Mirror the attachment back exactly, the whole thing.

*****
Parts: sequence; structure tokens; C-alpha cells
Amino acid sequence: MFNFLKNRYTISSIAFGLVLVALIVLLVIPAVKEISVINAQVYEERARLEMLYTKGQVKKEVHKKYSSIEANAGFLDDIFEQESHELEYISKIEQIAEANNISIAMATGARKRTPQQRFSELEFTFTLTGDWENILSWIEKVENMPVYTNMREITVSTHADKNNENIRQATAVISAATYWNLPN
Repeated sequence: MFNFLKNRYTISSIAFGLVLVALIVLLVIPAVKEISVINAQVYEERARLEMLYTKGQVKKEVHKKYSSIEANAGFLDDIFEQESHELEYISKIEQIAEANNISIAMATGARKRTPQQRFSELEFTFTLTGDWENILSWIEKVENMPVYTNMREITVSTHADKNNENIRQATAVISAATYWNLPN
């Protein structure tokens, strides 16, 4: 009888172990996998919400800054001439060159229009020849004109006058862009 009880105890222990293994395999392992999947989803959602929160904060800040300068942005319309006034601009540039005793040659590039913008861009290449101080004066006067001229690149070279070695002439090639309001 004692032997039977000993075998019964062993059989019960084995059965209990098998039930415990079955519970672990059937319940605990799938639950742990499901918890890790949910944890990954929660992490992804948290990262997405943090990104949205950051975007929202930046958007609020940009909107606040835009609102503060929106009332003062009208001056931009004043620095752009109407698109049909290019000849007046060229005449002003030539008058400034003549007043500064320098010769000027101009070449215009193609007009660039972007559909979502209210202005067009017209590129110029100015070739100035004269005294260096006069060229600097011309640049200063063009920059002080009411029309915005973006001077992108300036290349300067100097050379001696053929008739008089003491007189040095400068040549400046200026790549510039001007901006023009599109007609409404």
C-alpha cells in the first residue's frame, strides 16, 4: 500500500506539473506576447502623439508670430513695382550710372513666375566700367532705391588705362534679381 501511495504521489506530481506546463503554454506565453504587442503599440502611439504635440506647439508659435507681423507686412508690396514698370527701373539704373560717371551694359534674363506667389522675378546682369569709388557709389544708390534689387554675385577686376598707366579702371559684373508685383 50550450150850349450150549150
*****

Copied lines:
Parts: sequence; structure tokens; C-alpha cells
Amino acid sequence: MFNFLKNRYTISSIAFGLVLVALIVLLVIPAVKEISVINAQVYEERARLEMLYTKGQVKKEVHKKYSSIEANAGFLDDIFEQESHELEYISKIEQIAEANNISIAMATGARKRTPQQRFSELEFTFTLTGDWENILSWIEKVENMPVYTNMREITVSTHADKNNENIRQATAVISAATYWNLPN
Repeated sequence: MFNFLKNRYTISSIAFGLVLVALIVLLVIPAVKEISVINAQVYEERARLEMLYTKGQVKKEVHKKYSSIEANAGFLDDIFEQESHELEYISKIEQIAEANNISIAMATGARKRTPQQRFSELEFTFTLTGDWENILSWIEKVENMPVYTNMREITVSTHADKNNENIRQATAVISAATYWNLPN
């Protein structure tokens, strides 16, 4: 009888172990996998919400800054001439060159229009020849004109006058862009 009880105890222990293994395999392992999947989803959602929160904060800040300068942005319309006034601009540039005793040659590039913008861009290449101080004066006067001229690149070279070695002439090639309001 004692032997039977000993075998019964062993059989019960084995059965209990098998039930415990079955519970672990059937319940605990799938639950742990499901918890890790949910944890990954929660992490992804948290990262997405943090990104949205950051975007929202930046958007609020940009909107606040835009609102503060929106009332003062009208001056931009004043620095752009109407698109049909290019000849007046060229005449002003030539008058400034003549007043500064320098010769000027101009070449215009193609007009660039972007559909979502209210202005067009017209590129110029100015070739100035004269005294260096006069060229600097011309640049200063063009920059002080009411029309915005973006001077992108300036290349300067100097050379001696053929008739008089003491007189040095400068040549400046200026790549510039001007901006023009599109007609409404």
C-alpha cells in the first residue's frame, strides 16, 4: 500500500506539473506576447502623439508670430513695382550710372513666375566700367532705391588705362534679381 501511495504521489506530481506546463503554454506565453504587442503599440502611439504635440506647439508659435507681423507686412508690396514698370527701373539704373560717371551694359534674363506667389522675378546682369569709388557709389544708390534689387554675385577686376598707366579702371559684373508685383 50550450150850349450150549150